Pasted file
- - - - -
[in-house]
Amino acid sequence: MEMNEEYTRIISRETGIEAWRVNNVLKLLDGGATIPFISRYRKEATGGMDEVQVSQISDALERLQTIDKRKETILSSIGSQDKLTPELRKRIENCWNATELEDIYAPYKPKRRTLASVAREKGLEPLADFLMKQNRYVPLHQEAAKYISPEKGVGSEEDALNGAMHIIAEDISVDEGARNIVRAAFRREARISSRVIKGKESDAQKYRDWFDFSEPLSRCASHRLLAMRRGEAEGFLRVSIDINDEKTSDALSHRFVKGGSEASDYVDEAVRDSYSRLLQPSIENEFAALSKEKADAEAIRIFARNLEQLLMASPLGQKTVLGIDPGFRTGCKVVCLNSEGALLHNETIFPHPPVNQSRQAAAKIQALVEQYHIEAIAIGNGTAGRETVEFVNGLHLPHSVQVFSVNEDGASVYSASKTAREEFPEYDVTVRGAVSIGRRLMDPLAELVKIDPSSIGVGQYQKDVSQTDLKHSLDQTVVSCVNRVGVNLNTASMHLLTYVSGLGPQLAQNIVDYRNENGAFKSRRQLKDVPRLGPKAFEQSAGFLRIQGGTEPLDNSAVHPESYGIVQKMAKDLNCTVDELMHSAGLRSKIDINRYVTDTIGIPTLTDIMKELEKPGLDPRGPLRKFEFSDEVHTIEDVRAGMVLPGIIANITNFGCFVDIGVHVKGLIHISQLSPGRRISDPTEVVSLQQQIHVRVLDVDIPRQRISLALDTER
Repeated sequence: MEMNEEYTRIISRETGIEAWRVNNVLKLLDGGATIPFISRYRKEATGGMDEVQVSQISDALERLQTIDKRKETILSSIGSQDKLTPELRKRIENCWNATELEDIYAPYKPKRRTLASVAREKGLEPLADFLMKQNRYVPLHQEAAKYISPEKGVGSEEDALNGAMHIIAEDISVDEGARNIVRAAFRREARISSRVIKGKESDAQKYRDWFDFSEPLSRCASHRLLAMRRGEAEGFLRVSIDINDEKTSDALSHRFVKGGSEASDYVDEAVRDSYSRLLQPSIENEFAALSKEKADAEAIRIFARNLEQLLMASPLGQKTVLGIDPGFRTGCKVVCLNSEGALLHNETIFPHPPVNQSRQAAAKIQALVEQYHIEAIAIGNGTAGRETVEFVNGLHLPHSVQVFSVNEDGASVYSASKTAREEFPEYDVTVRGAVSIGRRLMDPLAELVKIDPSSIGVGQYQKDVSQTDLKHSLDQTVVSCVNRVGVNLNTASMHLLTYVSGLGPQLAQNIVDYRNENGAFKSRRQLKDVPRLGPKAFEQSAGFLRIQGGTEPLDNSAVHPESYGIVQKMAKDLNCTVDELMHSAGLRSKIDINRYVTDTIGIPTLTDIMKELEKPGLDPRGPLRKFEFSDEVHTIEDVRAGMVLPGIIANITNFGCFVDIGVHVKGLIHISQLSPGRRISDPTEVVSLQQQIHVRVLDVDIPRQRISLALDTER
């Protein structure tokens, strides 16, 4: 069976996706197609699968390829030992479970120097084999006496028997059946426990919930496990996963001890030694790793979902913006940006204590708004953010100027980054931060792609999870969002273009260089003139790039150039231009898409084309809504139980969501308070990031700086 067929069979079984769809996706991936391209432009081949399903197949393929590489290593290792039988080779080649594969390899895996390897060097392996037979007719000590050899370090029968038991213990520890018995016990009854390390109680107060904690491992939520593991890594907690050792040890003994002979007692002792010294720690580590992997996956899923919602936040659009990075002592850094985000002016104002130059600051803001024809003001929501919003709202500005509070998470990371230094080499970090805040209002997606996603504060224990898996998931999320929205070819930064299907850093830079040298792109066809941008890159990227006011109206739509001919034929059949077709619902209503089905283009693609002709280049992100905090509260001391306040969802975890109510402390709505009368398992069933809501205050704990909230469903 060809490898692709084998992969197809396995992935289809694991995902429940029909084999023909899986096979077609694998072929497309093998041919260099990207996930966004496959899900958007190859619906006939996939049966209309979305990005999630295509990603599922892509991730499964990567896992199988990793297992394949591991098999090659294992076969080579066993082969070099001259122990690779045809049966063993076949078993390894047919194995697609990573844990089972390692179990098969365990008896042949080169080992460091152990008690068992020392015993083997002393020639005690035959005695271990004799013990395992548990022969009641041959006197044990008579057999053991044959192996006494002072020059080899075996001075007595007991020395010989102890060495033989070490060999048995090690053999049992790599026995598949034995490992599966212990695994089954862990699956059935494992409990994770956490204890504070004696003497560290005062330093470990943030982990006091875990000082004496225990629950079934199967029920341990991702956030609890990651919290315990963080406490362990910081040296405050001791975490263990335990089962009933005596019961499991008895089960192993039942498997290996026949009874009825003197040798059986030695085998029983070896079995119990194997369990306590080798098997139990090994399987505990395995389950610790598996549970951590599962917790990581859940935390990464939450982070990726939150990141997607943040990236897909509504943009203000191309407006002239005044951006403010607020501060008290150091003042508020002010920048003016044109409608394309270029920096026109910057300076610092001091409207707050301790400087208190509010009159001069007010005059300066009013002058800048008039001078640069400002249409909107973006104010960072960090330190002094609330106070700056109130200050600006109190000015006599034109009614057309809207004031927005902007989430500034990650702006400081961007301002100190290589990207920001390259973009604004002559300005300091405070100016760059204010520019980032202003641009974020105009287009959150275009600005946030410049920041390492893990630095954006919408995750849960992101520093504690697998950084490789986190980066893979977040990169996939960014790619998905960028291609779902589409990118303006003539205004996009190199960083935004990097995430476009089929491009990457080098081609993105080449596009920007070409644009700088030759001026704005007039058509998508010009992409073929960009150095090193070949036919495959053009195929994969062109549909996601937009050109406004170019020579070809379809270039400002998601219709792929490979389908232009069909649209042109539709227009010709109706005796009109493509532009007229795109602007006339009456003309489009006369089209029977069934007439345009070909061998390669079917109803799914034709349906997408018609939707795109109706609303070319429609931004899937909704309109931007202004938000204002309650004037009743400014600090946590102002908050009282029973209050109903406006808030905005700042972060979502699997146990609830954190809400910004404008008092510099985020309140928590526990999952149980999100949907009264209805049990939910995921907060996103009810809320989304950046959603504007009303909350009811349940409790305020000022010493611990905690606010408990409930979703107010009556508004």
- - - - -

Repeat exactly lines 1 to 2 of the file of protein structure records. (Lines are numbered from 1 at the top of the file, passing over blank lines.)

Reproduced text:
[in-house]
Amino acid sequence: MEMNEEYTRIISRETGIEAWRVNNVLKLLDGGATIPFISRYRKEATGGMDEVQVSQISDALERLQTIDKRKETILSSIGSQDKLTPELRKRIENCWNATELEDIYAPYKPKRRTLASVAREKGLEPLADFLMKQNRYVPLHQEAAKYISPEKGVGSEEDALNGAMHIIAEDISVDEGARNIVRAAFRREARISSRVIKGKESDAQKYRDWFDFSEPLSRCASHRLLAMRRGEAEGFLRVSIDINDEKTSDALSHRFVKGGSEASDYVDEAVRDSYSRLLQPSIENEFAALSKEKADAEAIRIFARNLEQLLMASPLGQKTVLGIDPGFRTGCKVVCLNSEGALLHNETIFPHPPVNQSRQAAAKIQALVEQYHIEAIAIGNGTAGRETVEFVNGLHLPHSVQVFSVNEDGASVYSASKTAREEFPEYDVTVRGAVSIGRRLMDPLAELVKIDPSSIGVGQYQKDVSQTDLKHSLDQTVVSCVNRVGVNLNTASMHLLTYVSGLGPQLAQNIVDYRNENGAFKSRRQLKDVPRLGPKAFEQSAGFLRIQGGTEPLDNSAVHPESYGIVQKMAKDLNCTVDELMHSAGLRSKIDINRYVTDTIGIPTLTDIMKELEKPGLDPRGPLRKFEFSDEVHTIEDVRAGMVLPGIIANITNFGCFVDIGVHVKGLIHISQLSPGRRISDPTEVVSLQQQIHVRVLDVDIPRQRISLALDTER